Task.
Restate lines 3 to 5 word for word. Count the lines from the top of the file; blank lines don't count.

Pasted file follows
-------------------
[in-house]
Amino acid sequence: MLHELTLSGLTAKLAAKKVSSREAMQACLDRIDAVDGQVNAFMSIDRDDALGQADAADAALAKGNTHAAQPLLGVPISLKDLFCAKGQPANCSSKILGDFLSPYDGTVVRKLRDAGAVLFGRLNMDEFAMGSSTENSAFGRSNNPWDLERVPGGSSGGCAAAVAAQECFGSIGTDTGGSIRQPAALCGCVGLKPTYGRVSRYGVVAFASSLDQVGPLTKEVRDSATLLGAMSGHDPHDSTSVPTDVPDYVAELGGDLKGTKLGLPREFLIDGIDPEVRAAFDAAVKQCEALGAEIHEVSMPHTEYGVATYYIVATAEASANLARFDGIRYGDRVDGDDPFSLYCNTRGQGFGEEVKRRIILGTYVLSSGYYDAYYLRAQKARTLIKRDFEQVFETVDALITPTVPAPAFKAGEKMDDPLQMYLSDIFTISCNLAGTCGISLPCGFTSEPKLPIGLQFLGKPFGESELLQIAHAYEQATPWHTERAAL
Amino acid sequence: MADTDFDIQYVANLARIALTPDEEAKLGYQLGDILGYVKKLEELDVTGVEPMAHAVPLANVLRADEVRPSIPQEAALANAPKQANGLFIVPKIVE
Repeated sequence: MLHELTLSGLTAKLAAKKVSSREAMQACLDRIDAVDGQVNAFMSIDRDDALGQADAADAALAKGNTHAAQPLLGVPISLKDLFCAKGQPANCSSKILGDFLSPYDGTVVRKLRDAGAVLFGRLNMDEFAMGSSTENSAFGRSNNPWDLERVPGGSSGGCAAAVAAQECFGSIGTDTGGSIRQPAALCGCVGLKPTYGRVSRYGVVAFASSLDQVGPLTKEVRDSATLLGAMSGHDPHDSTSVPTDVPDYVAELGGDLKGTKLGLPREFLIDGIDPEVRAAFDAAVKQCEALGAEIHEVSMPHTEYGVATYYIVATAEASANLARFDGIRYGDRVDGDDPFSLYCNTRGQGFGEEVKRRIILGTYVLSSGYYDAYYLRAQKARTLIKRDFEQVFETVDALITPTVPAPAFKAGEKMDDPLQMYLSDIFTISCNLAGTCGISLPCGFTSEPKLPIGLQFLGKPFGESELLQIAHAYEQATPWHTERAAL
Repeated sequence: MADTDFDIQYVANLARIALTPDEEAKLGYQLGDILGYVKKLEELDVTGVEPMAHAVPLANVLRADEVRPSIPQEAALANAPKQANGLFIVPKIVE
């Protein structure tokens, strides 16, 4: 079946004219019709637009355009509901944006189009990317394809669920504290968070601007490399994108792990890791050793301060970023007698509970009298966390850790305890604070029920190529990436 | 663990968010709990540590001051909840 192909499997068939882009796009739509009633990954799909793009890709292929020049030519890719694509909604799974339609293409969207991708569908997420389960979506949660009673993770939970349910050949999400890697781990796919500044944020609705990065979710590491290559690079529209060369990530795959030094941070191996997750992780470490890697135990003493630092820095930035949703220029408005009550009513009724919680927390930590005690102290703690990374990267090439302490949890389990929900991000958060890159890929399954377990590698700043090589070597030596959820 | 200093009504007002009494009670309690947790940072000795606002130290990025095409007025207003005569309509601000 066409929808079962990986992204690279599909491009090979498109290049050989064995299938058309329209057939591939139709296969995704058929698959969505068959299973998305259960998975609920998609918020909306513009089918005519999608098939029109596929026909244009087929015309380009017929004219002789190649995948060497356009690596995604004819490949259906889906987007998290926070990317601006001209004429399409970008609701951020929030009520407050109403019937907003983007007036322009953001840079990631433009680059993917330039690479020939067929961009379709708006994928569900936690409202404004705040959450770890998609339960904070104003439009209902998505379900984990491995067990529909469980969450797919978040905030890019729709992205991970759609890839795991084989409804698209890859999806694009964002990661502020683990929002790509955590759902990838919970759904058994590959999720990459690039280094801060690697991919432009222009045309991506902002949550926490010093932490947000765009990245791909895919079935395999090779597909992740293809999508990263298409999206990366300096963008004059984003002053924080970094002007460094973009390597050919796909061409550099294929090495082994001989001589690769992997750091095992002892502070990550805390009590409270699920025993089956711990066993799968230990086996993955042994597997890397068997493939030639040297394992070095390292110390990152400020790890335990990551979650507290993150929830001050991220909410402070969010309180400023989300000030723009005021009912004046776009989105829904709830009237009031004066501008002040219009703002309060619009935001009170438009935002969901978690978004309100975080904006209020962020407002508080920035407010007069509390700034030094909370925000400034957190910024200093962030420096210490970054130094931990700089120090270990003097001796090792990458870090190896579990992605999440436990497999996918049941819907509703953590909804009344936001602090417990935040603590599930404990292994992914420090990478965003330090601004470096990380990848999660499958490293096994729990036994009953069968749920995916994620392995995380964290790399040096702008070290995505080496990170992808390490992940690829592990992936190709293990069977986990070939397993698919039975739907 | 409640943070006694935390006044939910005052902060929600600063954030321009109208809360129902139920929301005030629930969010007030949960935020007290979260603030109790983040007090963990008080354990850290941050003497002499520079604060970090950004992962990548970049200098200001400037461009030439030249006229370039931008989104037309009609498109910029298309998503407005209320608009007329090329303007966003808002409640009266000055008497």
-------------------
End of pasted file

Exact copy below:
Amino acid sequence: MADTDFDIQYVANLARIALTPDEEAKLGYQLGDILGYVKKLEELDVTGVEPMAHAVPLANVLRADEVRPSIPQEAALANAPKQANGLFIVPKIVE
Repeated sequence: MLHELTLSGLTAKLAAKKVSSREAMQACLDRIDAVDGQVNAFMSIDRDDALGQADAADAALAKGNTHAAQPLLGVPISLKDLFCAKGQPANCSSKILGDFLSPYDGTVVRKLRDAGAVLFGRLNMDEFAMGSSTENSAFGRSNNPWDLERVPGGSSGGCAAAVAAQECFGSIGTDTGGSIRQPAALCGCVGLKPTYGRVSRYGVVAFASSLDQVGPLTKEVRDSATLLGAMSGHDPHDSTSVPTDVPDYVAELGGDLKGTKLGLPREFLIDGIDPEVRAAFDAAVKQCEALGAEIHEVSMPHTEYGVATYYIVATAEASANLARFDGIRYGDRVDGDDPFSLYCNTRGQGFGEEVKRRIILGTYVLSSGYYDAYYLRAQKARTLIKRDFEQVFETVDALITPTVPAPAFKAGEKMDDPLQMYLSDIFTISCNLAGTCGISLPCGFTSEPKLPIGLQFLGKPFGESELLQIAHAYEQATPWHTERAAL
Repeated sequence: MADTDFDIQYVANLARIALTPDEEAKLGYQLGDILGYVKKLEELDVTGVEPMAHAVPLANVLRADEVRPSIPQEAALANAPKQANGLFIVPKIVE